3D Printed Lens for Imaging in Falloposcope

Case ID:

This project proposes three improvements to a falloposcope under development. This falloposcope was designed with optical elements selected for detection of early stage ovarian cancer in fallopian tube epithelium. The data collected by the falloposcope is grounded in a growing body of medical research.

Falloposcopes were used in the 1990s to treat infertility through cannulation of tubal occlusions. However, use waned because devices were fragile and required greater training to use. Plus, IVF was gaining popularity and generally the preferred method for treating infertility. Pregnancy rates from IVF and falloposcopic tuboplasty (FT) were similar though, and better quality images might improve the diagnosis of tubal patency (health of lumen and mucosa) which is a factor for understanding infertility.


Although rare, ovarian cancer is often deadly because it is detected late. Pelvic ultrasounds and the CA-125 blood test are generally accurate for detecting late stage III-IV ovarian cancer, but the survival rates are less than 30%, compared with > 90% survival rates for cancer detected in early stages, I-II. Therefore, there is strong interest in developing better early detection screening procedures, particularly for high risk women with the BRCA1 and BRCA2 gene mutation. A reliable early detection procedure would provide an option other than removal of all reproductive organs after 40 for high risk women.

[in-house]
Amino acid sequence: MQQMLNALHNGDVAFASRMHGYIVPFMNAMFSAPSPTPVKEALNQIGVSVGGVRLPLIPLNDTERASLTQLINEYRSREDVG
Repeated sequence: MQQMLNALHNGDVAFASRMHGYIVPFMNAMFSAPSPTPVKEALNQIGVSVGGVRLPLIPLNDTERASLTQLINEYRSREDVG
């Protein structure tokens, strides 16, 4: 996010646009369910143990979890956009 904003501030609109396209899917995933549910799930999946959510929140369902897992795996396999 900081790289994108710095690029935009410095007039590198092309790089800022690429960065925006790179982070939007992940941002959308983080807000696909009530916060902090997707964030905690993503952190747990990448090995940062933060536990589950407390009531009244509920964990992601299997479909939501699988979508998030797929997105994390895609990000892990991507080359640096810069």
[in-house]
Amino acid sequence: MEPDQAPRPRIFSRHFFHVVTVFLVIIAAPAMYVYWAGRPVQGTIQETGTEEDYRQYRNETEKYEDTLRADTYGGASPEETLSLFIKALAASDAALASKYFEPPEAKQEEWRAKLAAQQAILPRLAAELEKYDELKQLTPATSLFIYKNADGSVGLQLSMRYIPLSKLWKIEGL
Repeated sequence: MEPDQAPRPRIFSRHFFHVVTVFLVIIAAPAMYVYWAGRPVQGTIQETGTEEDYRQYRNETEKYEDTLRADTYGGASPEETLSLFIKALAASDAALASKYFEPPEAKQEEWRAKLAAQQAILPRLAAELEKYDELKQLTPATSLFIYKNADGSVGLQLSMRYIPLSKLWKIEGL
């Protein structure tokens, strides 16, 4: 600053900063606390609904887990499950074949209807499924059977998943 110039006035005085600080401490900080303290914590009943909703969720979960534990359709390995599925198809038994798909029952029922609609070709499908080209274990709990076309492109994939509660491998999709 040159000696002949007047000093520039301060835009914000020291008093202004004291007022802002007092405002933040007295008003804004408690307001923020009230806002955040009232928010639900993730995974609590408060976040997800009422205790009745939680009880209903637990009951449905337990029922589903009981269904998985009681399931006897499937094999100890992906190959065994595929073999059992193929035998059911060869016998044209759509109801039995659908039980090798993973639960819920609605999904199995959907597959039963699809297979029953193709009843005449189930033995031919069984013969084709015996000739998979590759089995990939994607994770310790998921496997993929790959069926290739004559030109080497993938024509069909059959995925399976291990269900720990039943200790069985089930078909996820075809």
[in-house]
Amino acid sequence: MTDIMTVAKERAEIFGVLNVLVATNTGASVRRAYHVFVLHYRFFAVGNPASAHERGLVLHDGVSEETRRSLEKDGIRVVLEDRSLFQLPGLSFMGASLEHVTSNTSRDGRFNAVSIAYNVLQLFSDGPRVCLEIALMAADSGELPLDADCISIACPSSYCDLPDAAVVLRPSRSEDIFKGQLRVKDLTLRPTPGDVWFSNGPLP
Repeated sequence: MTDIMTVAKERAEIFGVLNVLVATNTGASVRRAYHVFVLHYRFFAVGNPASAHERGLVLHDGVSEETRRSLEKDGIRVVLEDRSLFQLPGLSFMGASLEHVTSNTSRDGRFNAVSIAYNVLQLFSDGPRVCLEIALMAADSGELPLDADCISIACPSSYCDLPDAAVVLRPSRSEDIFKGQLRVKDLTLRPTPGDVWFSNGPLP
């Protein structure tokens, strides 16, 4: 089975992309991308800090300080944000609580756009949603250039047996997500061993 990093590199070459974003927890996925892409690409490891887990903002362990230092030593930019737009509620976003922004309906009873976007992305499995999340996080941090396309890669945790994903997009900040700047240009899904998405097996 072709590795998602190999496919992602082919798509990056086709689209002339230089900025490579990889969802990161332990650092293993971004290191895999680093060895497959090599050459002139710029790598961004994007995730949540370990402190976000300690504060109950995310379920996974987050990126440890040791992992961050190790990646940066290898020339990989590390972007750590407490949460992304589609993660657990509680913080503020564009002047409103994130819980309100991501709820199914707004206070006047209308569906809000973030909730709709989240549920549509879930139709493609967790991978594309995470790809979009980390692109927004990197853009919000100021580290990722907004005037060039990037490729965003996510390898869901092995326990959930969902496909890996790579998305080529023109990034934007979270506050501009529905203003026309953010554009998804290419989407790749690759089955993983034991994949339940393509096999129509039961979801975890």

Research includes examining early stage lesions on the surface of ovaries and fallopian tube epithelium. Access to the fallopian tubes through the cervix is an attraction option because it does not involve surgery; instead, falloposcopic examination can be done in a clinic with mild sedation. However, to be effective, a falloposcope must be small enough to pass through the narrow 1mm opening from the uterus to the proximal portion of the fallopian tube but it must have sufficient resolution and field of view to image the 4cm wide fimbral portion of the tube approximately 10cm away.



  • Falloposcopic tuboplasty
  • Detection of early stage ovarian cancer



  • Small diameter
  • Sophisticated optics
  • Able to collect variety of data
Patent Information:
Contact For More Information:
Garrett Edmunds
Licensing Manager, UAHS-TLA
The University of Arizona
Lead Inventor(s):
Jennifer Barton
Kelli Kiekens
David Vega